SEAL-like efficiency: The keys to winning at the game of life

Editor’s Note: This is the second in a three-part series on the importance of giving today’s inner city youth the tools they need to be ready for college, career and life. Link for part 1

How L.E.A.D. is getting Black boys ready for life’s challenges

To help get youth ready for the road ahead, L.E.A.D. (Launch, Expose, Advise, Direct) partners with Atlanta Public Schools (APS) to recruit Ambassadors for our programs. With an army of great educators, facilities and state of the art technology, students in the inner-city communities of Atlanta have an awesome opportunity to enhance their educational experience.

At L.E.A.D., we have made it our mission to bolster the social and emotional learning (SEL) capacities that our youth inherently have at varying levels. To help do that, we teach SEL development by first speaking this language to our Ambassadors and Junior Ambassadors. This helps them understand what SEL is and why it is important.

To succeed, students must develop an awareness of SEL capacities before they can understand and develop them. When they understand it, they win.

That is why sports, and specifically baseball, is such a powerful vehicle for youth development. By way of preparation and competition, sports offer many opportunities to practice something and test it out through healthy stress and pressure.

When our metrics show that SEL development is low or not on track, we not only use the data to evaluate our youth, but also to evaluate our programming. The key is to assess whether we are the problem, and if we are, we must make the proper adjustments in our programming—just like in sports.

Likewise, if our assessment shows our Ambassadors are the issue, we continue to train and practice through leadership development. They must continue to get opportunities to fail because overcoming failures while under stress is how you develop skills.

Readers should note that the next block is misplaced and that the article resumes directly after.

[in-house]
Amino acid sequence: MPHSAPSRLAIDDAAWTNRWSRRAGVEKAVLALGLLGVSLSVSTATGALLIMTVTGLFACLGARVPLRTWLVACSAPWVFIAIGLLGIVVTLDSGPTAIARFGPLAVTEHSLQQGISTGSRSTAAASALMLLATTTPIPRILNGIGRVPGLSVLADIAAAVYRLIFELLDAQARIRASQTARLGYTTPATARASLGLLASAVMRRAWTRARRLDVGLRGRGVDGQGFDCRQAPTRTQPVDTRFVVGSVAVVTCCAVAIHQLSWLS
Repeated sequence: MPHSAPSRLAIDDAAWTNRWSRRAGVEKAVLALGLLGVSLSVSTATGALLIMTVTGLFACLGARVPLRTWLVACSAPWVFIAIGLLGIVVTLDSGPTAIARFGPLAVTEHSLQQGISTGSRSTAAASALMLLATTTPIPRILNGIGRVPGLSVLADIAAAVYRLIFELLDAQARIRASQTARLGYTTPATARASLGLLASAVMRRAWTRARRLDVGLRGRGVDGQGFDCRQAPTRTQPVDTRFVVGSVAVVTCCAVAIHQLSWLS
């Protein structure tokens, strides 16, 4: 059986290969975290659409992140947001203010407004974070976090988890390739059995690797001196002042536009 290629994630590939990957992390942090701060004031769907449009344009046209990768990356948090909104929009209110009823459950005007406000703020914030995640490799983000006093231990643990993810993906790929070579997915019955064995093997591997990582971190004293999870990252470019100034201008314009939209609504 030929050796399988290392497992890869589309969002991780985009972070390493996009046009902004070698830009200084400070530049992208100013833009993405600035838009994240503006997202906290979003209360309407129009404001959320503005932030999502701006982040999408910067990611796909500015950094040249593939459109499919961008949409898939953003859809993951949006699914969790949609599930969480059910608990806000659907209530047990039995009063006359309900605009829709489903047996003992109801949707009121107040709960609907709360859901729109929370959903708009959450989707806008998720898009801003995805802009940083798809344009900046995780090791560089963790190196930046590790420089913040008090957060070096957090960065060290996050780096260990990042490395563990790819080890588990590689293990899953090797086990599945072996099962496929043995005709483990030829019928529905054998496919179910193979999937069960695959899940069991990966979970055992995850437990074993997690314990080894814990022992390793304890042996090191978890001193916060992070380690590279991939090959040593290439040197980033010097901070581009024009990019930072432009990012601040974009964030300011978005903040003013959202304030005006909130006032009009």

We liken L.E.A.D to the Navy SEALs. Just like the highly trained and efficient SEALs, we have high standards, clear expectations and swift accountability. These are the standards we use when teaching SEL capacities. We remain intentional about our Ambassadors getting quality, frequent, consistent opportunities to develop SEL capacities.

Developing SEL capacities ensures our Ambassadors can win at the game of life. L.E.A.D. has defined three curveballs that threaten the success of our Ambassadors: crime, poverty and racism. Possessing a high potency of SEL capacities means they have what they need to make better decisions and to position themselves to have viable options for employment/career opportunities.

SEL capacities give our Ambassadors a level of positive consciousness that can hopefully help them defeat the negative threats and impulses that arise daily. The winner between positive consciousness, and negative threats and impulses depends upon which they feed the most. That is why we provide them with high doses of SEL building programming all year long, which has the potential to change them, their families, their communities, their city, our country and our world.

Photo credit: Chase Reichenbach